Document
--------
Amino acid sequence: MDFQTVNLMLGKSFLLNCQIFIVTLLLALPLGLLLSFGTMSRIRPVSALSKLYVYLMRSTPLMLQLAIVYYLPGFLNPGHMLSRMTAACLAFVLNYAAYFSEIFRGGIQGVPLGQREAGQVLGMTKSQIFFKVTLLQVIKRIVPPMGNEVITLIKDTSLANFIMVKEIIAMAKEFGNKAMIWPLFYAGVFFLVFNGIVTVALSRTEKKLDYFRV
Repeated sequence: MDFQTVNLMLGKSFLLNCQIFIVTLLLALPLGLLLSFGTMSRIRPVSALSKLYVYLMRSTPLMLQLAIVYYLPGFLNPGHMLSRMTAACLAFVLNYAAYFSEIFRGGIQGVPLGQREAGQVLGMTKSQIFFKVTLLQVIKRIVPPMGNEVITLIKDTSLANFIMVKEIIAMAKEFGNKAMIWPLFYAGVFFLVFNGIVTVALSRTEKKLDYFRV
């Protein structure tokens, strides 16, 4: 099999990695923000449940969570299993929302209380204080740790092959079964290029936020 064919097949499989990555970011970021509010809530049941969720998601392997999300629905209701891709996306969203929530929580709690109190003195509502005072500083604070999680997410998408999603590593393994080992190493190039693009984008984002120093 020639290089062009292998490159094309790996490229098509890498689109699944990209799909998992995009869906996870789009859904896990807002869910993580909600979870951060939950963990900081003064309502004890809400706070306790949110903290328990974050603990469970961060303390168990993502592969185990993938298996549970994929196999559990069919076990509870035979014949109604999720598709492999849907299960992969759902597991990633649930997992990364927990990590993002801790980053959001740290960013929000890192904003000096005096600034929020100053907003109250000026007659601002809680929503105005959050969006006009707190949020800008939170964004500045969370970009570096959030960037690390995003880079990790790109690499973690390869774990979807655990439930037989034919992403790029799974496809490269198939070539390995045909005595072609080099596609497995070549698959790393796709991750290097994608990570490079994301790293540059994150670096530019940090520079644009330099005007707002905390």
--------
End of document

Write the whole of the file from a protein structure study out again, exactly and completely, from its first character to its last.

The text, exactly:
Amino acid sequence: MDFQTVNLMLGKSFLLNCQIFIVTLLLALPLGLLLSFGTMSRIRPVSALSKLYVYLMRSTPLMLQLAIVYYLPGFLNPGHMLSRMTAACLAFVLNYAAYFSEIFRGGIQGVPLGQREAGQVLGMTKSQIFFKVTLLQVIKRIVPPMGNEVITLIKDTSLANFIMVKEIIAMAKEFGNKAMIWPLFYAGVFFLVFNGIVTVALSRTEKKLDYFRV
Repeated sequence: MDFQTVNLMLGKSFLLNCQIFIVTLLLALPLGLLLSFGTMSRIRPVSALSKLYVYLMRSTPLMLQLAIVYYLPGFLNPGHMLSRMTAACLAFVLNYAAYFSEIFRGGIQGVPLGQREAGQVLGMTKSQIFFKVTLLQVIKRIVPPMGNEVITLIKDTSLANFIMVKEIIAMAKEFGNKAMIWPLFYAGVFFLVFNGIVTVALSRTEKKLDYFRV
């Protein structure tokens, strides 16, 4: 099999990695923000449940969570299993929302209380204080740790092959079964290029936020 064919097949499989990555970011970021509010809530049941969720998601392997999300629905209701891709996306969203929530929580709690109190003195509502005072500083604070999680997410998408999603590593393994080992190493190039693009984008984002120093 020639290089062009292998490159094309790996490229098509890498689109699944990209799909998992995009869906996870789009859904896990807002869910993580909600979870951060939950963990900081003064309502004890809400706070306790949110903290328990974050603990469970961060303390168990993502592969185990993938298996549970994929196999559990069919076990509870035979014949109604999720598709492999849907299960992969759902597991990633649930997992990364927990990590993002801790980053959001740290960013929000890192904003000096005096600034929020100053907003109250000026007659601002809680929503105005959050969006006009707190949020800008939170964004500045969370970009570096959030960037690390995003880079990790790109690499973690390869774990979807655990439930037989034919992403790029799974496809490269198939070539390995045909005595072609080099596609497995070549698959790393796709991750290097994608990570490079994301790293540059994150670096530019940090520079644009330099005007707002905390």